About Paw Path Pollinator Garden
The Martinsville Garden Club and the Garden Study Club filled these gardens with native plants. Birds, bees, butterflies, moths and insects thrive on native plants. These creatures collect nectar and pollen. Some pollen falls from their bodies as they move from plant to plant. They pollinate plants that give us life.
Ruby-red tomatoes, juicy blueberries, crunchy cashews, freshly baked bread, rich chocolate, even coffee-
pollinators pollinate three-quarters or more of our crops and flowering plants.
Thank you, pollinators.
Pollinators are in trouble. Habitat loss, misuse of chemicals, disease and other threats have caused their numbers to dwindle. The U.S. has lost more than half of its managed honeybee colonies.
Some pollinator species have been listed as “endangered,” and face possible extinction.
We have things we need. So do pollinators. One way to protect
pollinators is to make their habitat sustaining. Pollinators need native plants. So the Paw Path Pollinator Garden is filled with native plants. We can also create nesting habitats, such as the insect “hotels” on the Smith River Paw Path. We can stop or limit use of pesticides. For more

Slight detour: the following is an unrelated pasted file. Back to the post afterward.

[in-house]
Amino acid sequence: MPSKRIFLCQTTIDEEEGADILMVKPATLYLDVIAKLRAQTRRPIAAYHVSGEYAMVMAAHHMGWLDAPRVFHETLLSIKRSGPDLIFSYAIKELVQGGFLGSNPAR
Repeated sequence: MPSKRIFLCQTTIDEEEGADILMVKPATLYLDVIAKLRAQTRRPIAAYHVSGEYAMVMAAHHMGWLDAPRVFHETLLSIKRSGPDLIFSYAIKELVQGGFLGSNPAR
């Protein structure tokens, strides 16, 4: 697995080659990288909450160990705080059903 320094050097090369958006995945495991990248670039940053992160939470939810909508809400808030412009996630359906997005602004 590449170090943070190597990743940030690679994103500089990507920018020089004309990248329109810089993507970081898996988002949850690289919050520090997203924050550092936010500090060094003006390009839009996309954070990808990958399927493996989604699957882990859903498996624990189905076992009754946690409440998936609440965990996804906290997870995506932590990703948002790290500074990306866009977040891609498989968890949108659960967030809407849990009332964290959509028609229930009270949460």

information, visit www.fws.gov/pollinators/PollinatorPages/YourHelp.html#bee
The Paw Path Pollinator Garden exists thanks to many humans who care. The Martinsville Garden Club and the Garden Study Club - members of the Garden Club of Virginia - received help from the Jones family, the
Dan River Basin Association, Kathy Fell, Master Naturalists, Girl Scouts, Magna Vista High School, and Eagle Scout Jackson Gardner, candidate Logan Peters and fellow Scouts. Special thanks to schools, teachers and students as pollinator protectors.
North American Pollinator Protection Campaign, U.S. Fish & Wildlife Service, Natural Resources
Conservation Service, Xerces Society, National Wildlife Federation, U.S. Park Service, U.S. Forest Service